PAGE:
Why Write Historical Fiction? (08/12)
What makes a writer turn to historical fiction? The task of creating a fictional world is hard enough, so why throw in the additional labor of intensive research and the mental calisthenics of imagining another time? Some of the genre's biggest names respond...

Before his death in June 2012, Barry Unsworth's literary imagination...
Ernest Hemingway and Aldous Huxley (07/12)
On the surface, few early- to mid-twentieth century writers could be more different than Ernest Hemingway and Aldous Huxley. Hemingway (1899-1961), a rugged American with an appetite for alcohol, women, and outdoor sports, fine-tuned the art of the terse, elliptical sentence. Huxley (1894-1963), on the other hand, was born into a ...
H. G. Wells (06/12)
H. G. Wells is not only a prominent character in The Map of Time; he's also a famous novelist, sometimes called 'The Father of Science Fiction.' Born on September 21, 1866 in Bromley, a small town southeast of London, Herbert George Wells grew up quite poor but, after an incident in 1874 in which he broke his leg and was forced to rest in...
The Books of Melissa Fay Greene (05/12)
In the New Yorker review of Melissa Fay Greene's debut book, Praying for Sheetrock (1991), James Lardner writes, 'Greene's achievement recalls Jane Austen's description of her novels as fine brushwork on a 'little bit (two inches wide) of ivory'....' Greene is a gifted journalist with a novelist's eye for detail, and the four award-...
The Aura Estrada Prize (04/12)
In addition to memorializing and honoring Aura Estrada in his novel, Francisco Goldman also established a literary prize in 2008 in her name. Aura Estrada was a published short story writer in several Mexican and Latin American magazines including Letralia, Letras Libres, and Gatopardo, and, among many other projects, she published ...
Kyung-sook Shin (04/12)
International bestselling author Kyung-sook Shin has garnered unprecedented levels of success for her novel, Please Look After Mom. Originally published in South Korea in 2008 and having sold over a million and a half copies, it is the first of her books to be translated into English and has been published in nineteen countries worldwide....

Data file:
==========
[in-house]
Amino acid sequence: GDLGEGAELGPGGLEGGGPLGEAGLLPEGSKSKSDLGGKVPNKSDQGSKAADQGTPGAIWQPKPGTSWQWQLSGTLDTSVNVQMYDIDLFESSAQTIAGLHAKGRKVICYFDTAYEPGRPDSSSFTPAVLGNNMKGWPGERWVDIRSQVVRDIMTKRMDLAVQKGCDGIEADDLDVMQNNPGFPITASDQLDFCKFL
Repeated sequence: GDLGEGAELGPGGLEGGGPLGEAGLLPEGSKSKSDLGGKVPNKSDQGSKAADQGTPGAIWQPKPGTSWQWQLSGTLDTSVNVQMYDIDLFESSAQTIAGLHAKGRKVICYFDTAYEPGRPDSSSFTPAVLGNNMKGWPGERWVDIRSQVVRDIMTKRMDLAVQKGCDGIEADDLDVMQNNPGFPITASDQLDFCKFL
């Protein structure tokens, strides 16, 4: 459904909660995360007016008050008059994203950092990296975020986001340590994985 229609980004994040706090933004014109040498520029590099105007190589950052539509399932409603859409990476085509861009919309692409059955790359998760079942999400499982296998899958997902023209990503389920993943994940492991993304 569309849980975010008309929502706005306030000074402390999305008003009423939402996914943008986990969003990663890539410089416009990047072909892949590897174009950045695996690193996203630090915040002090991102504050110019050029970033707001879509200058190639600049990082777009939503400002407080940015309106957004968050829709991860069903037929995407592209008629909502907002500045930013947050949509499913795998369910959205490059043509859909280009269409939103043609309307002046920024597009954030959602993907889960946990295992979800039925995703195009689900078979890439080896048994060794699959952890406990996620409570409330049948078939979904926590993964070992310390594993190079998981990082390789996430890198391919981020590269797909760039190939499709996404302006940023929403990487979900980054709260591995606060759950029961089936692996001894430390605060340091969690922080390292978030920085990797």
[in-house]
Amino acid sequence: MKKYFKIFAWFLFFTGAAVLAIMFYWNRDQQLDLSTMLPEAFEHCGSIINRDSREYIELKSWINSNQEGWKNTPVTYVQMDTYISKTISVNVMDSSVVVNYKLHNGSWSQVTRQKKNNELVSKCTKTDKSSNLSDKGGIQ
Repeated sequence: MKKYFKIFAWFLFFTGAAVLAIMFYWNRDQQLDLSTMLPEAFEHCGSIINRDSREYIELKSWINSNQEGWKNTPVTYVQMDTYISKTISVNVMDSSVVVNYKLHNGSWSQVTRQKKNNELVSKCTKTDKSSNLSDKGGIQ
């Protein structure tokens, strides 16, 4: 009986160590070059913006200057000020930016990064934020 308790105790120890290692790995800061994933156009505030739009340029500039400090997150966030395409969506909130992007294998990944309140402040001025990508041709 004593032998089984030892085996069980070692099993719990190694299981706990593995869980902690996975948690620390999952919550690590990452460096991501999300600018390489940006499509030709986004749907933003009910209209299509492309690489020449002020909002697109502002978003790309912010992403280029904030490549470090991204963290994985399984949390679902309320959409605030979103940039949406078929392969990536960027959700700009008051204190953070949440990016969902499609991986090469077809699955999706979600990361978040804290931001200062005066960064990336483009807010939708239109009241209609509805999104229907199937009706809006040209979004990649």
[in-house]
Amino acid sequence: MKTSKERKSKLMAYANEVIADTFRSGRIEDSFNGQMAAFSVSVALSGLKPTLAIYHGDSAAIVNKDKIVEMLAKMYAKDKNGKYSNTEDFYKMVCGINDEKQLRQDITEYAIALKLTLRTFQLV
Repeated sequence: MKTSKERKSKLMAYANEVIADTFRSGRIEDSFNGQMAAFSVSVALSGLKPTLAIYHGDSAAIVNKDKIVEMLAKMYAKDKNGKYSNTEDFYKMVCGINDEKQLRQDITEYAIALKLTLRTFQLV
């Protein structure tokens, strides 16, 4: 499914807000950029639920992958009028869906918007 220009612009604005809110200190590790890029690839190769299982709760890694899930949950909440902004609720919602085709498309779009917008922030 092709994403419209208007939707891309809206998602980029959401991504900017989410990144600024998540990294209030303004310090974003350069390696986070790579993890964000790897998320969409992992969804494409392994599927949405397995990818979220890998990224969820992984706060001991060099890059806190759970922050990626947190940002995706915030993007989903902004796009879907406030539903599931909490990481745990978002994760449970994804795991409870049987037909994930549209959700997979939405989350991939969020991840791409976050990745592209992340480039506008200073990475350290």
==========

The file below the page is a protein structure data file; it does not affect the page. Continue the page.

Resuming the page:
The Collaboration Between Laura Resau and María Virginia Farinango (04/12)

In the author's note in The Queen of Water, Laura Resau tells the story of walking into María Virginia Farinango's small shop one snowy day. She had met María Virginia once before at the small community college where Laura taught English as a Second Language (ESL) and María Virginia was taking a class with Laura's ...

Selected Books by Julian Barnes (03/12)
Julian Barnes can rightfully be called a prolific author, having published nineteen books, more than twenty short stories, and over one-hundred essays and reviews! He has also written four novels under the pseudonym Dan Kavanagh, a mysterious, steer-wrestling, gay-bar-bouncing personality who, 'devoted his adolescence to truancy, ...
Kevin Brockmeier (03/12)
Kevin Brockmeier has received the Borders Original Voices Award, three O. Henry Awards (one, a first prize), the PEN USA Award, a Guggenheim Fellowship, and an NEA Grant. He was also named one of Granta Magazine's 'Best Young American Novelists'. He is known for his imaginative interpretations of modern life, his emphasis on the wonders ...
Who is Candy Gourlay? (03/12)
Perhaps Candy Gourlay writes about dismantling the walls between people because she has chosen to scale them, push on them, and break them down for herself.

Candy tells a story about leaving Manila, where she spent much of her childhood, to live in England. Her two youngest brothers (she is one of six siblings) were just little guys...
Dr. Nick Trout (02/12)